Fourth, more could have been said about the difference between the metropole and the colony, a difference that Karsten was perfectly aware of—as exemplified by his dismissal of the international movement within the Congrès International d’Architecture Moderne. It is nevertheless worth emphasizing that unlike in Europe, municipal reforms that emerged across Europe in different variants in the last decades of the nineteenth century did not take place in the colony. The formation of municipality in the colony revealed only the continuous lack of political will, sustained neglect, and obvious reluctance of the colonial government in taking seriously matters concerning urban planning for society as a whole. As residents of a colony, the urban majority were subjects, not citizens, so there were no pressures or incentives to support Karsten’s proposals for an overall planning to be applied to all geographies of the city and the country. The colonial state saw no benefit in investing in the costly and risky planning for the whole city. There was a serious lack of urban knowledge and institutional support for the city government to exercise urban planning. Karsten, for his part, seemed to be aware of this difference between the metropole and the colony, as we did not see his prominent tribute to socialist housing in the Netherlands as something he could rework for Indonesian workers in the colony.
The profit motivation of the colonial state did not match Karsten’s intent to uplift Indonesians morally and materially through space and culture. Urban planning in the colony was only applied in partial and limited ways to certain areas covered by market and property ownership and extended to certain kampung in order to prevent outbreaks of plague and potential political challenges. The Indies town could never receive a comprehensive infrastructural ideal known to European cities. Karsten’s design-planning solution thus appeared incremental or provincial, and certainly lopsided. His new towns remained a bit bourgeois because the greatest number of his clients were (those who aspired to become) the middle class. Under these circumstances, the socio-economic zoning Karsten proposed served only the principle of class status. As the colonial state continued to depend its rule on sharp level of inequality and extreme level of exploitation, Karsten’s great architectural and planning experiments that range from Indische architectuur to Indies town planning could thus never shake off colonial conditions.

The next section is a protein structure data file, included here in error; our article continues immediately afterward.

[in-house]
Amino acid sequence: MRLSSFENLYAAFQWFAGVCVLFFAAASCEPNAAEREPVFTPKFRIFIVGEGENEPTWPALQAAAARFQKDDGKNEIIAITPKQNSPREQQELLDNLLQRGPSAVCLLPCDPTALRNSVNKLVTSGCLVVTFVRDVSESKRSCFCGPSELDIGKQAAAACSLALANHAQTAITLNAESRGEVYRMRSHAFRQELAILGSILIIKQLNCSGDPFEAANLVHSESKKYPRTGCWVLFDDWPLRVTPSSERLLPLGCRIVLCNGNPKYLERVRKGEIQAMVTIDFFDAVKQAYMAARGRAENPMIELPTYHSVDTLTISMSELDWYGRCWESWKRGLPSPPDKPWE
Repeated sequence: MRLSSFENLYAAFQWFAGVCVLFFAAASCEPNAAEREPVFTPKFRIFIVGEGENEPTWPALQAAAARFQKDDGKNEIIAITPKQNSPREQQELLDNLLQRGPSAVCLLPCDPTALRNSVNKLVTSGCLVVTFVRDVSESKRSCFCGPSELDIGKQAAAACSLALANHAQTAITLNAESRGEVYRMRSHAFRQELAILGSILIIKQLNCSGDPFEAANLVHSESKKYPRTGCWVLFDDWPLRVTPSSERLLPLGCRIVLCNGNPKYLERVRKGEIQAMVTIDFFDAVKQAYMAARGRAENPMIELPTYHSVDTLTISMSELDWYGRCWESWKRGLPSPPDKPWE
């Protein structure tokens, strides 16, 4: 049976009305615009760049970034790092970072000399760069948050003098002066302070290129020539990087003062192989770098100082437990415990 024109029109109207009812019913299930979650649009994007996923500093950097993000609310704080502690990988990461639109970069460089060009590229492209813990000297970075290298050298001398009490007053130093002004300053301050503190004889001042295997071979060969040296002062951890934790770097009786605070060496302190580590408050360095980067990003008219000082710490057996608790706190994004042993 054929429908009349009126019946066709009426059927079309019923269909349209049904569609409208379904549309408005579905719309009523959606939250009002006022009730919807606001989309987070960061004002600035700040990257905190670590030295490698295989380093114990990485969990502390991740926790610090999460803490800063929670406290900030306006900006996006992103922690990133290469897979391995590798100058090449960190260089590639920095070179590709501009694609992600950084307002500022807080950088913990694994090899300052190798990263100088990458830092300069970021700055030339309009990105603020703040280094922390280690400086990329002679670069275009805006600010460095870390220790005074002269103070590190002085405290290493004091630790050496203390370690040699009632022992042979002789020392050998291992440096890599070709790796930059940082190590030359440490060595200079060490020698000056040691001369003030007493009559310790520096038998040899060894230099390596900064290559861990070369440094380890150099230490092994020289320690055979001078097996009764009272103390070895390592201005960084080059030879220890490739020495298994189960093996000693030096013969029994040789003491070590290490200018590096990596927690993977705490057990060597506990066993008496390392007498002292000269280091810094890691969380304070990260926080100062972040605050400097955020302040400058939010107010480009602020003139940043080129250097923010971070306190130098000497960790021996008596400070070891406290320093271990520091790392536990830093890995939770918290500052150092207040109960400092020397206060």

Finally it should be noted that today, the name of Thomas Karsten has increasingly been mobilized by various groups beyond the school of architecture: activists in their defense against demolition of old buildings; city government to promote urban heritage tourism; and soon, one could expect, developers to brand their version of new town. Yet, while Karsten has become a brand in his postcolonial Indonesia, thanks to this colonial legacy, city governments continue to be weak and urban planning is largely in the hands of business groups. Because of such concern too, the Life and Work of Thomas Karsten is an invaluable contribution to start learning about the life and work of an architect as a series of collisions and collusions with power relations.